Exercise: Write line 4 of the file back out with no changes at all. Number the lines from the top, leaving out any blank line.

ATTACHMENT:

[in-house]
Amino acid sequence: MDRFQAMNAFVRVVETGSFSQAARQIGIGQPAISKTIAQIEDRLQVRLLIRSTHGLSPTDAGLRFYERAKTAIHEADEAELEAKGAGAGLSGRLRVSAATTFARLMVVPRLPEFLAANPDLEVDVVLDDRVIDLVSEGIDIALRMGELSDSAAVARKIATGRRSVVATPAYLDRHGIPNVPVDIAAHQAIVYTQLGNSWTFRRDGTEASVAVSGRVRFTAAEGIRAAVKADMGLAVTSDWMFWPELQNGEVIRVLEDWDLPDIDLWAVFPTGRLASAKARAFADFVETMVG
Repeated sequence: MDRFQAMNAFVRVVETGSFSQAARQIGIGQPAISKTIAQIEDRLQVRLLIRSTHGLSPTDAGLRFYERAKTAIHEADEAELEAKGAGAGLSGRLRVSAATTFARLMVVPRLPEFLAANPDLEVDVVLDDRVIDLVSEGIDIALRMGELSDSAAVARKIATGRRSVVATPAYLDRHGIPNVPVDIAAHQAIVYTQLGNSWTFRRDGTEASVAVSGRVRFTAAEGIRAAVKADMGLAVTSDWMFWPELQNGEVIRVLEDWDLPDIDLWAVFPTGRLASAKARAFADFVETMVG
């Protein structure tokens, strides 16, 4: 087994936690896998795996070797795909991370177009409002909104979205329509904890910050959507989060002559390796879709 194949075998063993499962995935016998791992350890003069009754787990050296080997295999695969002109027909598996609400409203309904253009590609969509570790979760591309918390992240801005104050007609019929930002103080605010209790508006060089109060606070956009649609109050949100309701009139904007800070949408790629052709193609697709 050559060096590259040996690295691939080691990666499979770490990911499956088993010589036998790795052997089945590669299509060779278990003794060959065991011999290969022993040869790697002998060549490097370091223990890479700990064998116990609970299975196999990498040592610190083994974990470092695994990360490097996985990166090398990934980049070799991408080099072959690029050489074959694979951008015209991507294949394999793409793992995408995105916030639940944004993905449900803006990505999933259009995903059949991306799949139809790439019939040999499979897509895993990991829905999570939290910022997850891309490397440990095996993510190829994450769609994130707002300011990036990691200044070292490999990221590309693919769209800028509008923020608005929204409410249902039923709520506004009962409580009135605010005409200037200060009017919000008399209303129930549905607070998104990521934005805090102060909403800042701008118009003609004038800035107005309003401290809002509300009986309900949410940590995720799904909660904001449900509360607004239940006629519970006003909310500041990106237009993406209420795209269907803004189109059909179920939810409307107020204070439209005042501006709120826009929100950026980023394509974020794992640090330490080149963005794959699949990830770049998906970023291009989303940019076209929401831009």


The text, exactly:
């Protein structure tokens, strides 16, 4: 087994936690896998795996070797795909991370177009409002909104979205329509904890910050959507989060002559390796879709 194949075998063993499962995935016998791992350890003069009754787990050296080997295999695969002109027909598996609400409203309904253009590609969509570790979760591309918390992240801005104050007609019929930002103080605010209790508006060089109060606070956009649609109050949100309701009139904007800070949408790629052709193609697709 050559060096590259040996690295691939080691990666499979770490990911499956088993010589036998790795052997089945590669299509060779278990003794060959065991011999290969022993040869790697002998060549490097370091223990890479700990064998116990609970299975196999990498040592610190083994974990470092695994990360490097996985990166090398990934980049070799991408080099072959690029050489074959694979951008015209991507294949394999793409793992995408995105916030639940944004993905449900803006990505999933259009995903059949991306799949139809790439019939040999499979897509895993990991829905999570939290910022997850891309490397440990095996993510190829994450769609994130707002300011990036990691200044070292490999990221590309693919769209800028509008923020608005929204409410249902039923709520506004009962409580009135605010005409200037200060009017919000008399209303129930549905607070998104990521934005805090102060909403800042701008118009003609004038800035107005309003401290809002509300009986309900949410940590995720799904909660904001449900509360607004239940006629519970006003909310500041990106237009993406209420795209269907803004189109059909179920939810409307107020204070439209005042501006709120826009929100950026980023394509974020794992640090330490080149963005794959699949990830770049998906970023291009989303940019076209929401831009």